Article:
Tesla refuses to add CarPlay to its vehicles, so you’re stuck with the company’s own infotainment system — which doesn’t have it own Apple Music app. Or you can hack together a CarPlay upgrade by yourself.
Polish developer Michał Gapiński did exactly that by using a clever trick that involves Tesla’s built-in web browser and a Raspberry Pi. And, believe it or not, everything works exactly as intended.
Tesla gets CarPlay, thanks to Raspberry Pi
CarPlay made its debut way back in 2014, and since then, most automakers have added the technology to their vehicles. It is even popping up in more affordable vehicle configurations so you don’t have to splash out on upgrades.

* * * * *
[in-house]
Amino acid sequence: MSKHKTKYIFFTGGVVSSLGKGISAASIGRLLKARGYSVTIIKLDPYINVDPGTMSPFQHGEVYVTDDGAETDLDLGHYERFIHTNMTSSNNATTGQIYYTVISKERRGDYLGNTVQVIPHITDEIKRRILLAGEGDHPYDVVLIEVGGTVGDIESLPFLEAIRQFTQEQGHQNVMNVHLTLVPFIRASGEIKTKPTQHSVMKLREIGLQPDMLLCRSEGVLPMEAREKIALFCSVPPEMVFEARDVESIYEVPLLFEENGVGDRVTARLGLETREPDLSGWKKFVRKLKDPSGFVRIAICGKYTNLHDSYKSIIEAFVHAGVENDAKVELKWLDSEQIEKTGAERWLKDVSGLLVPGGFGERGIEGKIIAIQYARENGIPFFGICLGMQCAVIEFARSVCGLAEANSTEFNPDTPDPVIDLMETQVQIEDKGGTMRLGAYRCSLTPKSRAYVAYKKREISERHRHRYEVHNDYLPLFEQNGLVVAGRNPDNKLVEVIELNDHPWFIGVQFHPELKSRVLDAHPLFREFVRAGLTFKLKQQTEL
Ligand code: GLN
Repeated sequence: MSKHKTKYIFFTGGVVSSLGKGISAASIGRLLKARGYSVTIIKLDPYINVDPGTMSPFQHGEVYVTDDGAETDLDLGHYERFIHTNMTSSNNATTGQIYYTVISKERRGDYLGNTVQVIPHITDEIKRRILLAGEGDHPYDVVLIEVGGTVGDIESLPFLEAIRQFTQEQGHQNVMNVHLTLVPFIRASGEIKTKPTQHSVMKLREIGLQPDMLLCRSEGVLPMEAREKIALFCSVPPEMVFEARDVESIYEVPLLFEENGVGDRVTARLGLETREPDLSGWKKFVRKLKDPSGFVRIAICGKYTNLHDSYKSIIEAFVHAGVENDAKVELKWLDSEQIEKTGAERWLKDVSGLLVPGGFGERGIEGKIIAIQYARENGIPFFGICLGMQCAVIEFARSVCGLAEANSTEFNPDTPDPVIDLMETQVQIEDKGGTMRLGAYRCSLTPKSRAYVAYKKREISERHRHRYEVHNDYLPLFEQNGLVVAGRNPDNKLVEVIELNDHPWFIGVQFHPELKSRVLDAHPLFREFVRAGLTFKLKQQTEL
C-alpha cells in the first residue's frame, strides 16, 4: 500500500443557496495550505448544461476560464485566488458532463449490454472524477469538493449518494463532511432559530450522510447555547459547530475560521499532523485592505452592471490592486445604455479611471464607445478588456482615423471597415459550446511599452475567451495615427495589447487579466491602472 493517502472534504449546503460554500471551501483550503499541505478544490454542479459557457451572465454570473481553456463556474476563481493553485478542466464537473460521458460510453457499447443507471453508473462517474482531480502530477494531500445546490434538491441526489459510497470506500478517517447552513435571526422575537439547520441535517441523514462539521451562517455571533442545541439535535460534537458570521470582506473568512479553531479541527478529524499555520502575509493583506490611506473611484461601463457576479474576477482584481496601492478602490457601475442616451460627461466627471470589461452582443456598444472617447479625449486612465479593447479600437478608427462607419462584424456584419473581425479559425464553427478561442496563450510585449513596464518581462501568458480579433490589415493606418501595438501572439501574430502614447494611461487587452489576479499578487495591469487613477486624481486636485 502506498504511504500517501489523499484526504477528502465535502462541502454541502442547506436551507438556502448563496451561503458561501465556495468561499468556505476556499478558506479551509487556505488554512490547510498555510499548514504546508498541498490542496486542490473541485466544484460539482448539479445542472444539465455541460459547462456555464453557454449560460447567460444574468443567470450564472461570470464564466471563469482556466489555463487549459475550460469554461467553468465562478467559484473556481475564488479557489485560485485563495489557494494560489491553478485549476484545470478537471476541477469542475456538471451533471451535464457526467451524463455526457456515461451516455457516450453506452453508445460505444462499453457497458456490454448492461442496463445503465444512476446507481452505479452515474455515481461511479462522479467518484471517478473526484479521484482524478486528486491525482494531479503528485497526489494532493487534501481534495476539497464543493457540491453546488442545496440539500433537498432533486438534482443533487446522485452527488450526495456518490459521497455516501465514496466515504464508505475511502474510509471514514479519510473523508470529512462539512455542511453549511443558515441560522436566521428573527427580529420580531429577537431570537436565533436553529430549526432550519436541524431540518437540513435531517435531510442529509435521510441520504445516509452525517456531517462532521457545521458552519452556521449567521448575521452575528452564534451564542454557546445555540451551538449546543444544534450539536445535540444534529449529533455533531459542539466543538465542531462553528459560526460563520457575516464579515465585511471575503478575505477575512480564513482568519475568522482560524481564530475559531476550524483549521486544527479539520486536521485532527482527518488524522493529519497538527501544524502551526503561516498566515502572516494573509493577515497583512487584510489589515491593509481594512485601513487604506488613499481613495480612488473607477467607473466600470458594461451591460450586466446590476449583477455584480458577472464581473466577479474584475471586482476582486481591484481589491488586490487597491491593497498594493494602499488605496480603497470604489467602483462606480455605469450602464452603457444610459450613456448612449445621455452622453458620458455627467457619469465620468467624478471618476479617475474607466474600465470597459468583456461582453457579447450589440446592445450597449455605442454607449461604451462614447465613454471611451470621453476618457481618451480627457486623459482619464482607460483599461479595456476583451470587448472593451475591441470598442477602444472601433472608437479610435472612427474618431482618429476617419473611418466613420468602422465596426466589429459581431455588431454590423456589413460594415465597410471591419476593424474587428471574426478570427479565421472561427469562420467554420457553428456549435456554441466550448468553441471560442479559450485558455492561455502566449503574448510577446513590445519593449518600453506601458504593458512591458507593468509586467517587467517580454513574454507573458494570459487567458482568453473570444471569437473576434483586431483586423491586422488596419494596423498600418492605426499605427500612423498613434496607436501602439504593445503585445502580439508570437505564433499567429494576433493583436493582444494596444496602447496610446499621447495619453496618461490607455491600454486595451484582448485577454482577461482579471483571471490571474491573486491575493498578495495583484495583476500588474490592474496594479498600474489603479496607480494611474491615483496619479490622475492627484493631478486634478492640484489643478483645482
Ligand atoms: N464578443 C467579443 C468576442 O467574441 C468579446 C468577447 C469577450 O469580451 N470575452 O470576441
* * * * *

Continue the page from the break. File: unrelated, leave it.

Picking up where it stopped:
Sadly, Tesla has no interest in following suit. It has shunned CarPlay and Android Auto in favor of its own software, which is still missing a bunch of popular apps — including Apple Music, Apple Maps, and more.
Gapiński has fixed this by adding CarPlay to his Tesla himself. The hack is made possible by a Raspberry Pi running a custom version of Android, which streams the CarPlay interface to Tesla’s built-in web browser over Wi-Fi.
It works surprisingly well
Although it may not be the most polished solution, it works surprisingly well. Images and videos posted by Gapiński show a pretty smooth experience, with Maps working as intended for turn-by-turn navigation.
Apple Music also works just fine, continuing to play in the background while other apps are in use. And Gapiński can even interact with the Music app using Tesla’s steering wheel controls.
Gapiński is now working to improve Wi-Fi connectivity for a more responsive experience. The project is still in its early stages for now, but it will be made available to the public “when it’s polished.”
Via: Tesla North